According to Naughton, Pete In early 2006, Malik Bendjelloul as an ambitious maker of documentary vacated his post in the Swedish state TV and headed to Africa to find relevant materials that would help him build his first feature (N.p.). The journey led him all the way to Cape Town, where a store owner narrated to him the story of one Sixto Rodriguez. Rodriguez was one of the leading singers of Mexican-American origins who had experienced very successful early stage of his career. The major drive was due to the way his first albums found their way into the booming United States Market. Consequently, it was at that time when the wave of apartheid was sweeping across South African, a factor that enabled Rodriquez's songs to gain an audience, ultimately making him very famous. He turned out to be one of the leading role models for a great generation of songwriters not just in South Africa but also within the region (Naughton, Pete N.p). After failing to be seen in the spotlight for a while, most of the faithful followers of Rodriquez started presuming that he had passed on, but after the discovery made by Craig Bartholomew in the late 90s, Bendjelloul saw an opportunity to grab with two hands. The result was a combined experience hence the reason why this deliverable will focus on discussing the accomplishment and catastrophe for Sugar Man.
According to Naughton, Pete (N.p.) as a winner of the Oscars for the Best Documentary in 2013 among other accolades, Bendjellouls work achieved an unmatched feat that had never seen before. Although he made this amount of success, the documentary did not prevent Bendjelloul from committing suicide, a reality check that has caused a significant boundary of wonder. However, some things have stood out when technical abilities of the film are taken into consideration. It ranges from its shiny cinematography to how intelligently editing of the movie occurred. The other factor that stood out in the film was the sweet soundtrack by Rodriquez. Philosophically, the documentary had one of the best animations because of how the use of segues surfaced in various portions of the story. The movie showed the great shots showing Cape Town and the city of Detroit, in Michigan.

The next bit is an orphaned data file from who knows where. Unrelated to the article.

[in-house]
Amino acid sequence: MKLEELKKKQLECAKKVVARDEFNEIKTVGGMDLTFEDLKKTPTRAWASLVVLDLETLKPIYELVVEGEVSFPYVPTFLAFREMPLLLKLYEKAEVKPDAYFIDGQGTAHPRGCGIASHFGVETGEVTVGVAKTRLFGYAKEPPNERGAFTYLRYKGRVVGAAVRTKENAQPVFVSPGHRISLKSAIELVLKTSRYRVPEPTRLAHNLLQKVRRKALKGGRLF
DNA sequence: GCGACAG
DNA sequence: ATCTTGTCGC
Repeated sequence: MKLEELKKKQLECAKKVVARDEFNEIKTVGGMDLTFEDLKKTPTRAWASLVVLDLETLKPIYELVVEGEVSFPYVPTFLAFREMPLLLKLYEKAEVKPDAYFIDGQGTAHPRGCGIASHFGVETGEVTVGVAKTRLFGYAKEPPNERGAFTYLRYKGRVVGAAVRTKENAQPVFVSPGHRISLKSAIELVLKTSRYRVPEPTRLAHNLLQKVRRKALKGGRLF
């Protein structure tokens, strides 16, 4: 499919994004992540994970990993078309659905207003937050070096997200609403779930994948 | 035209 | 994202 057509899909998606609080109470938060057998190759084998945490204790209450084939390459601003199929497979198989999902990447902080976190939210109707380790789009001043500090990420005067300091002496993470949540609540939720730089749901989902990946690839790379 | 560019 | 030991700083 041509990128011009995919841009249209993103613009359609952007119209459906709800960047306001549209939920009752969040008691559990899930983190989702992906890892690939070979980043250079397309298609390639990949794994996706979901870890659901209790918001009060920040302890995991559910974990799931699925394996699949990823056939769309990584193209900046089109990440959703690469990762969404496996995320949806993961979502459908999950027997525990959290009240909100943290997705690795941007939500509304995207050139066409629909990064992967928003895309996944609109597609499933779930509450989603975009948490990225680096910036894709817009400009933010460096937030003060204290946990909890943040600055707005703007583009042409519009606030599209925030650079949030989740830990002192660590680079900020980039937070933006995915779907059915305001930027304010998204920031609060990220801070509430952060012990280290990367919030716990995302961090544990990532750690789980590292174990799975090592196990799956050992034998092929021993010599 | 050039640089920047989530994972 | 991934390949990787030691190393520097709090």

However, it is due to the story's beating which was able to elevate it from just a passion project to a unique piece. This story consisted of one of the greatest songwriters of his generation, according to the one who got the privilege of working with him. However, contrarily, he is known to have spent most of his time living in absurd poverty and some elements of obscurity for a greater portion of his life. Contrarily, without his consent, his songs had got the feat of being darlings to a wide range of audiences in a distant place on another continent altogether. If fact, when Strydom, one of the greatest South African musicians, carried out the heartfelt interview he could not hide the reality of how impactful Rodriquez's songs had become in the country. The impact was felt much on the population who are left leaning during those days and even today.
Most music professionals argued that only an adamant writer of fiction stories could have achieved that feat of a moving plotline. Besides, the film can put down one of the greatest celluloid: a realistic fairy tale of music, and oppression and success nature. However, this did not spare from attracting icing some critiques from voicing their concerns regarding the documentary. They argued that how it's framing, showed the omission of the fact that Rodriguez had a relating cult of followers in Australia and even in the New Zealand; however, this was quite a minor complaint. The error was evident because, the focus should have been broadened to create a space for another strand, which could have detracted from the produced film. Instead, the recognition and acknowledgment of Bendjelloul are due to his ability to determinedly go through the story, and he received it: and for going to leave the audience with one of the greatest accounts of the 20th Century as the leading music heroes of the generation.
Finally, the film Searching for Sugar Man can tell the incredible real-life story of Rodriguez, one of the most renowned rock icons of the 70s. They found Rodriguez in one of the bars in Detroit during the late 60s and a pair of producers who could not help but get attracted to his smoothening melodies and lyrics, which they considered to be prophetic. According to "Searching for Sugar Man," they then decided to record a single album, which made them believe that, it would ensure that Rodriguez's reputation became one of the leading recording artists of the 20th century (N.p.). The album bombed and hence leading to the disappearance of the singer into the obscurity although there were increased rumors of possible suicide while on stage. However, after the discovery of the bootleg in the apartheid-torn South Africa, the few decades that followed successfully helped in transforming Rodriguez into some phenomenon.
Naughton, Pete. "The Triumph And Tragedy Of Searching For Sugar Man". Telegraph.co.uk. N.p., 2017. Web. 31 Jan. 2017.
"Searching For Sugar Man". Rottentomatoes.com. N.p., 2017. Web. 31 Jan. 2017.
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